Eyesight tests for driver and rider licensing
Learn about having an eyesight test when you apply for a licence, when your eyesight changes, and at different stages when renewing a licence.
When you need one
You must be able to see well enough to drive safely.
Transport for NSW requires an eyesight test when you're applying for a driver or rider licence.
You may also need a test when renewing a licence, depending on your age and licence class.
You must pass an eyesight test:
- when applying for a licence for the first time
- when upgrading a licence to a higher class
- every 10 years, if you're under 45 years of age
- every 5 years once you turn 45
- every year from 75 years of age
- when renewing a Class Light Rigid (LR), Medium Rigid (MR) or Heavy Rigid (HR), Heavy Combination (HC) or Multi Combination (MC) driver licence
- when applying for a 10-year licence.
If you declare a vision or eye condition for the first time, you need to provide an eyesight report completed by an optometrist or ophthalmologist.
The eyesight test is done onsite at a service centre when you renew or apply for a licence.
Service staff will ask you to read aloud from a chart of letters.
If you use glasses or contact lenses while driving or riding, please bring them to the test.
If you fail the eye test, you can't resit it at a service centre. You must provide an eyesight report from an optometrist or ophthalmologist.
Transport for NSW may defer your eyesight test if you're a low-risk driver renewing your licence online. See Deferring eyesight tests when renewing a licence online below.
Changes to your eyesight
Your eyesight can change over time.
You may need another eyesight test or have conditions placed on your licence if you:
- need glasses or contact lenses to drive
- lose vision in one eye
- are diagnosed with an eye disease.
For details see below. Contact a service centre for more information.
Glasses and contact lenses
If you get glasses or contact lenses for the first time and need them to drive, you'll need to sit a new eyesight test.
If your eyesight changes and you no longer need glasses or contact lenses, you'll need to sit an eyesight test before you can drive without them.
Vision in one eye only
If you have vision in one eye only (monocular vision) you can usually still drive.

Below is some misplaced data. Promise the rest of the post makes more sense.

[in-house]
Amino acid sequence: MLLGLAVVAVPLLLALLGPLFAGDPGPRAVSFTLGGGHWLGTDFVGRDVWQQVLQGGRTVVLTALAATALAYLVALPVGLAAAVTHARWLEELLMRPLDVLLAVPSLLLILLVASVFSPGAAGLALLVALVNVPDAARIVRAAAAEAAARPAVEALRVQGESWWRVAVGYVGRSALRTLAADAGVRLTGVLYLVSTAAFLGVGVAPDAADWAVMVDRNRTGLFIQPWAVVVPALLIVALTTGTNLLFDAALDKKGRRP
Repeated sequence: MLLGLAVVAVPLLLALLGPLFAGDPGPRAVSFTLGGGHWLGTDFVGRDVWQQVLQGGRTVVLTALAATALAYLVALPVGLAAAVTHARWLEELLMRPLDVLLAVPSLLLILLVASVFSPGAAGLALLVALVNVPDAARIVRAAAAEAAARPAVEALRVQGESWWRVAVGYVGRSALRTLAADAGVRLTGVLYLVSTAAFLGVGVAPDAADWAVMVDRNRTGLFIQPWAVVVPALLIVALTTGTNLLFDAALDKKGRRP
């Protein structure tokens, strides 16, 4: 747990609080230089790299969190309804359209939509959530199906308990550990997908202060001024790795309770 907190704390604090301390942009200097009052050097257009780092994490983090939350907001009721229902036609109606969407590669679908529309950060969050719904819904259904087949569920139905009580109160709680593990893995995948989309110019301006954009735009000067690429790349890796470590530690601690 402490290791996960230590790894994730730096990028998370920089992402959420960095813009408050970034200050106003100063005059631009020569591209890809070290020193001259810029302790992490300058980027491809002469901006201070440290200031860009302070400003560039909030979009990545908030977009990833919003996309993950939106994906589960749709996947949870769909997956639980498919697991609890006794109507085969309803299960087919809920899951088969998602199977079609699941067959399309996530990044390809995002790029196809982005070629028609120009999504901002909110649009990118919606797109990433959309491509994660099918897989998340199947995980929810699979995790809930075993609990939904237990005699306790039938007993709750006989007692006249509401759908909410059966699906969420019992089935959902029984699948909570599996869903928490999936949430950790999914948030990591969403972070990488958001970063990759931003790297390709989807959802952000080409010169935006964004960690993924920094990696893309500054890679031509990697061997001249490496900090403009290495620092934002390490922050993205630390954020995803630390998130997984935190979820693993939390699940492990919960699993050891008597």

You must get a certificate from an ophthalmologist or optometrist that:
- confirms you meet the eyesight standards
- includes copies of any recent visual field testing.
If you drive a private or commercial vehicle, you may be able to get conditions added to your licence. This is subject to regular review, usually every 2 years.
Glaucoma is an eye disease that affects the optic nerve and leads to poor peripheral vision. People over the age of 40 are most at risk.
If you notice your peripheral vision getting worse, contact a health professional or see Glaucoma Australia.
If you develop glaucoma you must report it to Transport for NSW or a service centre and provide a satisfactory eyesight report.
Macular degeneration is an age-related disease that can lead to low vision and blindness. People over the age of 50 are most at risk.
Key symptoms include:
- difficulty with reading or any other activity that requires fine vision
- distortion, where straight lines appear wavy or bent
- difficulty distinguishing faces
- dark patches or empty spaces appearing in the centre of your vision.
If you experience any of these symptoms, contact your eye care professional immediately.
If you develop macular degeneration, you must report it to Transport for NSW or a service centre and provide a satisfactory eyesight report.
Conditions on your licence
If you need glasses or contact lenses to pass the eyesight test, a condition will be added to your licence. A licence condition can also be added as a result of your ophthalmologist or optometrist's certificate.
Licence conditions are legal requirements you must follow when driving or riding.
They are sometimes printed on the back of your licence card. For example:
- S001 – must wear glasses or contact lenses while driving
- S002 – must wear glasses or contact lenses when driving at night
- S003 – must wear glasses or contact lenses when driving a vehicle with GVM over 8t.
For more information see Licence conditions on medical advice.
Transport for NSW may defer your eyesight test if you're a low-risk driver renewing your licence online. This includes low-risk drivers with a class Car (C), Car/Rider (C/L), Rider (R) or Light Rigid/Rider (LR/R) licence.
If the test is deferred, we'll notify you to complete it within 8 weeks. You can take the test at a service centre, optometrist or ophthalmologist practice.
We may suspend your licence if you don’t take the test on time.
We don't automatically defer the eyesight test for high-risk drivers. This includes drivers requiring a specialist review, police-identified drivers, heavy vehicle drivers, and drivers who hold a Bus Driver Authority or carry public passengers.
If you're a driver with a Medium Rigid (MR), Heavy Rigid (HR), Heavy Combination (HC) or Multi Combination (MC) licence who had an eyesight test in the last 12 months, you may renew your licence online. If you're a high-risk driver unable to renew your licence online, attend a service centre.
For more information see Service NSW Changes to transactions due to COVID-19.